will be bested by some piece-of-shit tin can
designed to scrub the lace off ladies’ underwear.

He destroys a perfectly good washing machine
every time this happens.

Last Friday I brought him a turtle shell I found by the riverbed.
I thought he could use it as a water bowl for his cats

but Frank said he used to wear his father’s tortoise-shell belt buckle
until he lost it in a flood ten years ago.

He cleared his throat and put his hands on his hips,
said he’d like to think of me as a daughter from then on

if I didn’t mind. He wanted to cook me some island food,
tapioca or maybe some hibiscus buds baked into a pie.

He glanced at my broad shoulders, my narrow feet,
and told me a Chamorro’s feast sticks to one’s bones,

keeps the eyes a pretty shade of green and leaves the warriors
swooning in a woman’s yard like a flock of toads.


Wednesday, October 7, 2009


So, I'm giving meter a go. But I'm notoriously incorrect in the way I stress the unstressed, and soften the stresses, if that makes sense. At least it works as a story.

I once had a poem ("The Hussy") accepted for publication in the Cider Press Review, and I contacted the editor to discuss a revision. She wrote back and said, "No, don't change it! We really like how it's written in trimeter, and that's so rarely done!"

My response said a lot about my level of experience. "Really? Trimeter? [frantically digging out the poetic dictionary to see an example of said meter description. tri...tri...tricycle?...means three...] Oh! Yes, well, that WAS my original intention. Wouldn't want to change THAT. Never mind."

written in trimeter (except line 5)

I am watching my cat lose her patience
with a shiny black beetle outside.
She is letting him crawl up the post
on which our mailbox is fixed
then batting him down easily—twice,
chewing him lightly each time
to check his wings. From here,
my shaded kitchen window,
I can see his shell cracking
and imagine my cat searching
the reflection of her eyes.
She is vain but it seems practical,
not ugly as it is on a woman.
I have wished I was her before.
The beetle refuses to die,
rising and falling on
the post like a flag. I want
to snap the window open
and shout her name—Suvi!
but I hesitate, and notice
the moon is still awake
at three in the afternoon.
She, too, is vain,
lingering in the daylight.
I find my brows in the glass,
narrow them like wings.


Sunday, September 20, 2009


Currently, the majority of my friends are scattered across the country, giving birth to healthy children, furthering their education and careers, or contributing to humanity's greater good. And I? Am sitting at home hypothesizing the circumstances of Satan's death in the mid-twentieth century. And later, I might vacuum the house. But that's about as productive as I get.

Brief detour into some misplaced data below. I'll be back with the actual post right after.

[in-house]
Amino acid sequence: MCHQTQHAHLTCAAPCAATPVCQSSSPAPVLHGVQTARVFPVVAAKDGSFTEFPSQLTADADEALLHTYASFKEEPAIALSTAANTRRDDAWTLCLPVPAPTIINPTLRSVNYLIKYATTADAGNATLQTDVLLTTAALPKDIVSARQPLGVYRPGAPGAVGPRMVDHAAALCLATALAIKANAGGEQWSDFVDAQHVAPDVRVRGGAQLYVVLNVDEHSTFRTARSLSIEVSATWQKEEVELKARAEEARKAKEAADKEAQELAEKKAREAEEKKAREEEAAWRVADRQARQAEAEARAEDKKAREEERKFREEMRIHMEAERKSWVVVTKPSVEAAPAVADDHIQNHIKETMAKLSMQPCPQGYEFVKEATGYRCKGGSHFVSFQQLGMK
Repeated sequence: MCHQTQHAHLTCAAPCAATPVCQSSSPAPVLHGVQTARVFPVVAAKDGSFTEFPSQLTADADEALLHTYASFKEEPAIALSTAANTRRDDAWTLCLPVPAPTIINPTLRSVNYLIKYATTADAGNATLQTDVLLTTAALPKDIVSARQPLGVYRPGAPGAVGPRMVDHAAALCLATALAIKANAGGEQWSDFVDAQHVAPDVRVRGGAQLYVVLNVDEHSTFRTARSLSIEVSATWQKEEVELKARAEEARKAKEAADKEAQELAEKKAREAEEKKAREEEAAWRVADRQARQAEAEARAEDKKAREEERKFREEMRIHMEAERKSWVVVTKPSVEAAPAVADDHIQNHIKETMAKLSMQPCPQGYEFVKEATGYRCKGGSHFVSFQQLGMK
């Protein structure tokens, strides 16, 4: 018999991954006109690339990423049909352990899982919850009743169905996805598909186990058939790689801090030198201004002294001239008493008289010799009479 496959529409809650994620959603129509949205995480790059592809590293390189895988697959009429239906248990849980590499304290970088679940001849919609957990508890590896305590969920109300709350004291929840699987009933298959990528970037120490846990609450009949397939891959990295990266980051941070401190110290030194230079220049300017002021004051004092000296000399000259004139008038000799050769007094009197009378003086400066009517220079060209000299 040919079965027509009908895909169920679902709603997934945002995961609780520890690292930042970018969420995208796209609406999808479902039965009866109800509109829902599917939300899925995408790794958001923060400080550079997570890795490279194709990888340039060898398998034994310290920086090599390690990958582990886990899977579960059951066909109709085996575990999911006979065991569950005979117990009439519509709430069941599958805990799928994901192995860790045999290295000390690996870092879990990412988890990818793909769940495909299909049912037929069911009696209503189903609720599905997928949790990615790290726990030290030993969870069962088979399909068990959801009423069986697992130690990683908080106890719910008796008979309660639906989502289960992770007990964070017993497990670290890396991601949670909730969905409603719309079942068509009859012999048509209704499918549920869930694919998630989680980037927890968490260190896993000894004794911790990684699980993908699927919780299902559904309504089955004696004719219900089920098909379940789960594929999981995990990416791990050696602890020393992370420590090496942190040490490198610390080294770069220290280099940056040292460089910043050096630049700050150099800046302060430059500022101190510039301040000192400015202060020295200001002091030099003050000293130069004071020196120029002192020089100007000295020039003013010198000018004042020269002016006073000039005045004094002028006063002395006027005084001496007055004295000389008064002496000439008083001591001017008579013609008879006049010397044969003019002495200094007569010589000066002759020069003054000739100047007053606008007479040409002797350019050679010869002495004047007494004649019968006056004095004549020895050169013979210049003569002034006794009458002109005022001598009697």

Something seems off.


In 1949 the devil appeared in all his glory
with polished horns, scarlet skin, and an arrowhead tail
in the living room of Doris Henningduke.
It was a weepy November afternoon
in Bison, South Dakota, and the snow drifts
surrounding the Henningduke porch
crackled beneath a shell of freezing rain.
Doris sat in front of her busted television
watching the icicles thicken over the front window;
she let her mind grow quiet and the silence swell.
She had no husband to disturb her.
When the devil materialized behind the sofa
clasping his hands over her eyes
Doris wasn’t even aware of her muscles straining
until after she had flipped him head over hooves
onto the cheap coffee table,
where she promptly broke his elbows
and nailed the spike of one of her black pumps
through the center of his forehead.
The devil sputtered a bit, garbled
something about the last mind game
before he lost consciousness and died.
Doris realized the consequences of her actions
and did what any other woman would do,
she hissed a quick prayer of penitence to a God
that was, at that moment, straightening
in His throne, distracted, as if
he’d heard a pair of swallows in the attic.
She dragged the devil out the back door
and, melting a trail of steam across the yard,
propped him up beneath the naked pine
where she began patting snow against his body
until he chilled and the snow stuck to his skin.
If one didn’t look too closely, Doris thought,
he could pass for the snowman of a blind child.